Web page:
If you have neck or back pain, your doctor may order electrodiagnostic tests to check your nerves and muscles. These tests can help your doctor find nerve or muscle damage. But in some cases, the tests aren’t needed.
When you might need a test.
Neck or back pain can cause numbness, tingling, pain, or weakness in your arm or leg. This is usually the result of a pinched or irritated nerve.
In most cases, these symptoms go away on their own. But if they are severe or continue for a while, you may need an electrodiagnostic test. These tests can:
- Help find the cause of your problem.
- Show your doctor how serious the problem is.
Kinds of tests.
- EMG (electromyography): This test is used to find the cause of muscle weakness. A small, thin needle is inserted into muscles in your arm or leg.
- NCS (nerve conduction study): This is a test to see if your nerves are working correctly. It is usually given along with an EMG. During an NCS, electrodes are placed on the skin of your arm or leg. These send small electrical shocks to your nerves. The test measures how your nerves respond.
- Dermatomal SEP: This test uses electrodes and small electric shocks to look for pinched nerves.
The tests have risks.
All three tests are safe, but they do have some downsides and risks.
- Discomfort where the needles are inserted.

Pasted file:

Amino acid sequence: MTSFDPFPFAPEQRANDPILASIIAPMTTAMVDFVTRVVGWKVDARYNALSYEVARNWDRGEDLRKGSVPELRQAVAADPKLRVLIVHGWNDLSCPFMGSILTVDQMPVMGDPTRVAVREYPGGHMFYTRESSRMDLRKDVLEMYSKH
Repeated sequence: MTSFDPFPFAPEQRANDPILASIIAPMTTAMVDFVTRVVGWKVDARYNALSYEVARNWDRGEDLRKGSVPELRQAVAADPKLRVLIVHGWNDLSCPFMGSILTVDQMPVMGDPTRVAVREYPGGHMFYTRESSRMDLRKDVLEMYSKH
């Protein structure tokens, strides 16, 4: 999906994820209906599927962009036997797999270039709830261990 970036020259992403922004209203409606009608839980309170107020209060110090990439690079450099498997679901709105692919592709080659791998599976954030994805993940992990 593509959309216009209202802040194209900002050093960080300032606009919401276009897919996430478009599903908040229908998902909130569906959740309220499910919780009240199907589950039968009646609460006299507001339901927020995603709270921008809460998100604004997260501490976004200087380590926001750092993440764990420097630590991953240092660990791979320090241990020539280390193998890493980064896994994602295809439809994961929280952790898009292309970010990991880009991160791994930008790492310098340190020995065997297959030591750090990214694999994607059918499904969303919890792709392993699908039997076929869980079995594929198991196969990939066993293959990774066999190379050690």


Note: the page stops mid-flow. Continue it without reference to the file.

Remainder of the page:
- Muscle soreness or bruising.
- A very small risk of infection.
For NCS or SEP:
- Nervousness before the tests.
- Discomfort from the electric shocks.
The tests can be expensive.
These tests can be costly. Without insurance:
- An EMG or NCS may cost from $150 to $500.
- An SEP may cost much more than $350.
There are situations when you might not need the tests:
- Back or neck pain after a car accident. You may not need an EMG—unless you have pain, tingling, weakness, or numbness in your arm or leg.
- Testing each arm or leg. You rarely need to get an EMG test on each arm or leg.
- A pinched nerve in the neck or back. Some studies suggest that a dermatomal SEP gives information that is not accurate. The test has not been proven to help, so your insurance may not cover it. Also, if you have a pinched nerve, don’t get an NCS without an EMG. An NCS without an EMG can lead to the wrong diagnosis.
This report is for you to use when talking with your health-care provider. It is not a substitute for medical advice and treatment. Use of this report is at your own risk. © 2015 Consumer Reports. Developed in cooperation with the American Association of Neuromuscular & Electrodiagnostic Medicine for Choosing Wisely, a project of the ABIM Foundation. To learn more about the sources used in this report and terms and conditions of use, please visit ConsumerHealthChoices.org/about-us/.
© 2015 Consumer Reports. Developed in cooperation with the American Association of Neuromuscular & Electrodiagnostic Medicine for Choosing Wisely, a project of the ABIM Foundation. To learn more about the sources used in this report and terms and conditions of use, please visit ConsumerHealthChoices.org/about-us/.